H.R.3813 - Professionals' Liability Reform Act of 1989101st Congress (1989-1990)
Summary: H.R.3813 — 101st Congress (1989-1990)
Introduced in House (11/21/1989)
Professionals' Liability Reform Act of 1989 - Establishes certain limitations and procedures regarding professional liability actions. Preempts certain State laws.
Provides that nothing in this Act shall prohibit any State from developing or implementing alternative procedures for: (1) expediting the adjudication of professional liability claims; (2) resolving professional liability disputes; or (3) compensating for harm caused by professional services.
Requires professional liability actions to be brought within three years after the claimant discovered, or should have discovered, the harm.
Requires the claimant, in any professional liability action, to establish: (1) that the professional negligently rendered professional services and that such negligence was the proximate cause of the harm; or (2) in a claim for economic injury, that the professional negligently rendered professional services to and for the direct and intended benefit of the claimant, and such services were the proximate cause of the harm. Requires the claimant to establish that, at the time such services were provided, knowledge of the circumstances that caused the harm and a practical means to eliminate such circumstances were reasonably available.
States that a professional shall not be liable in a professional liability action in which: (1) the professional's services were rendered to an agency of the Federal or State government; (2) Federal or State contract specifications existed which were material to the claim; and (3) the services rendered conformed to such specifications.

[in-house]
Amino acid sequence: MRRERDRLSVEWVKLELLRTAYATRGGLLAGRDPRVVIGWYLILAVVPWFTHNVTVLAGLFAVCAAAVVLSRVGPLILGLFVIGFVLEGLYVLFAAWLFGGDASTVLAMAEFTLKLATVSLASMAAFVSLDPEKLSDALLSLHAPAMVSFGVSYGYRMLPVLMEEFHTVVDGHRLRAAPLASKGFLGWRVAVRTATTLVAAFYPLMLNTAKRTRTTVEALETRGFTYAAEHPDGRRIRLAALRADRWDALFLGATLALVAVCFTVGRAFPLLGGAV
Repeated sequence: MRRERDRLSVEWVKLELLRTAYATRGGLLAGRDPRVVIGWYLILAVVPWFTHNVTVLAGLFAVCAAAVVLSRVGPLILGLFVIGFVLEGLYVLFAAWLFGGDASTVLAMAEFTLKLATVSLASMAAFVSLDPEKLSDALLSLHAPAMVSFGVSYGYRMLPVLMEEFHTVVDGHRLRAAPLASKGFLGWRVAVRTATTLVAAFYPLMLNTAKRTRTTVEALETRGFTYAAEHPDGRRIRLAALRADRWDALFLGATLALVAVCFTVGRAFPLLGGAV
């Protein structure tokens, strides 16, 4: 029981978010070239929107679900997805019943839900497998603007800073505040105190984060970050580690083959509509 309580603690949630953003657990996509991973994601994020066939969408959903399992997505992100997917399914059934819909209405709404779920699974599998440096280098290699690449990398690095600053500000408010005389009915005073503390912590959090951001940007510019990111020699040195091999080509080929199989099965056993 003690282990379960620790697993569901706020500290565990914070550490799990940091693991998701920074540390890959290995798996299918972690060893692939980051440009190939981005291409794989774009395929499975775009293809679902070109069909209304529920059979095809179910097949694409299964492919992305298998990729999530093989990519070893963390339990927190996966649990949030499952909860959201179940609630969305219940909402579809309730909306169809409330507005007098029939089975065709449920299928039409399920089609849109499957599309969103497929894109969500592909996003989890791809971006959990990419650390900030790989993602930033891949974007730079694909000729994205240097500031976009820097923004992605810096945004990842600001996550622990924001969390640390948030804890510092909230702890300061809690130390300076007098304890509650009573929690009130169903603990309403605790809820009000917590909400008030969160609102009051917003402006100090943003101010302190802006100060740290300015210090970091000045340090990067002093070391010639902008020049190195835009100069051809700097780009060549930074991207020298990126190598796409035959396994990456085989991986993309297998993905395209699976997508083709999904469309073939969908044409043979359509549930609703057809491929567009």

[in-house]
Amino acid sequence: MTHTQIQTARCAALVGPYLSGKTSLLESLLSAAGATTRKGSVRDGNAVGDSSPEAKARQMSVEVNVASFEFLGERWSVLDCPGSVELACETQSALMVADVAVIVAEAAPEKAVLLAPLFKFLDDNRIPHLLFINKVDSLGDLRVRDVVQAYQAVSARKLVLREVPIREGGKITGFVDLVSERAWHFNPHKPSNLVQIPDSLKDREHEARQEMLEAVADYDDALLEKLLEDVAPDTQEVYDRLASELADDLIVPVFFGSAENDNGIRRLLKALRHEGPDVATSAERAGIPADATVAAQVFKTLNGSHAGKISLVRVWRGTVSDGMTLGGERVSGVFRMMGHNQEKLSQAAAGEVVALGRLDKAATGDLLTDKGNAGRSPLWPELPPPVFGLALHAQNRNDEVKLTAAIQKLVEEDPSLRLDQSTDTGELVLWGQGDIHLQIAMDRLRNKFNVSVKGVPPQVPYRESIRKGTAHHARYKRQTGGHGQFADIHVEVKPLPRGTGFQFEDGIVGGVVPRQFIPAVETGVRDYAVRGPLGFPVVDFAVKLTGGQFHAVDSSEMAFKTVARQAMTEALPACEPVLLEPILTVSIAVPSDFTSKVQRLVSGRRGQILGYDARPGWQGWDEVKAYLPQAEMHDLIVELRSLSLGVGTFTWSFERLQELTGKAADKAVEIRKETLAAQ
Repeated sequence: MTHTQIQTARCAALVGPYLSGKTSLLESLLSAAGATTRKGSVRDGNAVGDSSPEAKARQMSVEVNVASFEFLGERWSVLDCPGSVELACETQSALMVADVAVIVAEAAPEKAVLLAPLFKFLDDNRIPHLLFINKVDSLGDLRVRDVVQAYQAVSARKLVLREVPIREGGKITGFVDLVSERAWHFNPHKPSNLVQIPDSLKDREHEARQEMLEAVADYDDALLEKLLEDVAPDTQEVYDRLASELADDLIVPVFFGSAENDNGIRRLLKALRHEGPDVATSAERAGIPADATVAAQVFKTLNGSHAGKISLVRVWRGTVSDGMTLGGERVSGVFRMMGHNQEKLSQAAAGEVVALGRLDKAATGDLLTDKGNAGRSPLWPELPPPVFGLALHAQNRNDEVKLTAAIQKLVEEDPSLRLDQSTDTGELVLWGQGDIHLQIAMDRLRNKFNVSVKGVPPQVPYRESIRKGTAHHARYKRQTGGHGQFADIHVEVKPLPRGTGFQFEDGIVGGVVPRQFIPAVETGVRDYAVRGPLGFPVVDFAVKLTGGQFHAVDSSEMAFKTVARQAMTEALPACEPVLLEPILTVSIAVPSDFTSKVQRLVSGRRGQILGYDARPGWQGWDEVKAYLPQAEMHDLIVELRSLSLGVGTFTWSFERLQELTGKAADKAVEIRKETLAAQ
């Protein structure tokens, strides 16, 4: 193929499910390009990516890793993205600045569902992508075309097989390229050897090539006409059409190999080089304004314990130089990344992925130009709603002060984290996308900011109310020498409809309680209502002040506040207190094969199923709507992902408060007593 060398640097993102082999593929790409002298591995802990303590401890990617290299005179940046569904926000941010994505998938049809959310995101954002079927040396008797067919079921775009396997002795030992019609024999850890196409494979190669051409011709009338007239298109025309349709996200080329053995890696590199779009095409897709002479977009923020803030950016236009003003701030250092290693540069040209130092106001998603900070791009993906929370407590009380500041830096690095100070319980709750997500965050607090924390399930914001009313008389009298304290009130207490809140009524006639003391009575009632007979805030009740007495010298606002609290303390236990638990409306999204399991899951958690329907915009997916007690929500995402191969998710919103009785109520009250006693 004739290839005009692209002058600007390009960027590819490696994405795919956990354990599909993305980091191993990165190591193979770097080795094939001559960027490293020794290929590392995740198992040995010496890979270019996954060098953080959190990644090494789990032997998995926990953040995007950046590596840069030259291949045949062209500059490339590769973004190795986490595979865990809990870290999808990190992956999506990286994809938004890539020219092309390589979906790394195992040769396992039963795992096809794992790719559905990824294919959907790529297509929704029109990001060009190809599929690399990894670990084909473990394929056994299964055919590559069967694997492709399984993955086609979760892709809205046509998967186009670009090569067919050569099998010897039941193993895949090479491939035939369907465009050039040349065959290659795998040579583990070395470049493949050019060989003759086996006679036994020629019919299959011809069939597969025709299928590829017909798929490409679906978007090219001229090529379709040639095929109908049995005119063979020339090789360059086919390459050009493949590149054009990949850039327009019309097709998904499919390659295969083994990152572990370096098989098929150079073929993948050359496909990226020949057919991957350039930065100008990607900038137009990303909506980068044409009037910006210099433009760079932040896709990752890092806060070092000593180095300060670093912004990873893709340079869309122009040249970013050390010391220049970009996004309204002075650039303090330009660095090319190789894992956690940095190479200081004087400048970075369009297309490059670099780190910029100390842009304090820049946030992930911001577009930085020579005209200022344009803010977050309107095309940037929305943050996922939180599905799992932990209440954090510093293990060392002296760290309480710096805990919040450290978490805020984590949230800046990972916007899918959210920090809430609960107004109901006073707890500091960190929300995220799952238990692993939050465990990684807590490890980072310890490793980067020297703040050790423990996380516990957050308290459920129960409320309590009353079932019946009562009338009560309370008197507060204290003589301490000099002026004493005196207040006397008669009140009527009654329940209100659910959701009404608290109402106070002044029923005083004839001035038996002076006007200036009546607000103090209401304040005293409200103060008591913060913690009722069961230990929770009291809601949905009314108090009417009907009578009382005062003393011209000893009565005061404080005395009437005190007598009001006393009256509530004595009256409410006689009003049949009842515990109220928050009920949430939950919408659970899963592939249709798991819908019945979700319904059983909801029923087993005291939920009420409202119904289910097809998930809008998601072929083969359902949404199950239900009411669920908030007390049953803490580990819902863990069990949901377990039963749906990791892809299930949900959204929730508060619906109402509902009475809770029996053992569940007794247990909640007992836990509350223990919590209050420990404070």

Permits future damage awards exceeding $100,000 to be made by periodic payments. Requires that damage awards be offset by any amount received as compensation for the same injury. Establishes a contingency fee schedule for plaintiffs' attorneys. States that the principles of comparative liability shall apply unless persons engaged in concerted action which proximately caused the harm.
Permits the awarding of punitive damages only where the conduct of the defendant: (1) manifested a malicious and reckless disregard for safety; and (2) constituted an extreme departure from accepted standards of safety. States that punitive damages may not be awarded in the absence of a compensatory award, or for the negligent provision of professional services. Requires the trier of fact, at the request of the professional, to consider in a separate proceeding whether punitive damages are to be awarded. Limits the claimant's actual recovery of punitive damages to three times the amount of compensatory damages. States that excess punitive damages shall be paid to the State or Federal government.
Makes any attorney who files a frivolous claim subject to pecuniary sanctions by the court.
Requires each State to encourage professional organizations to form risk management programs.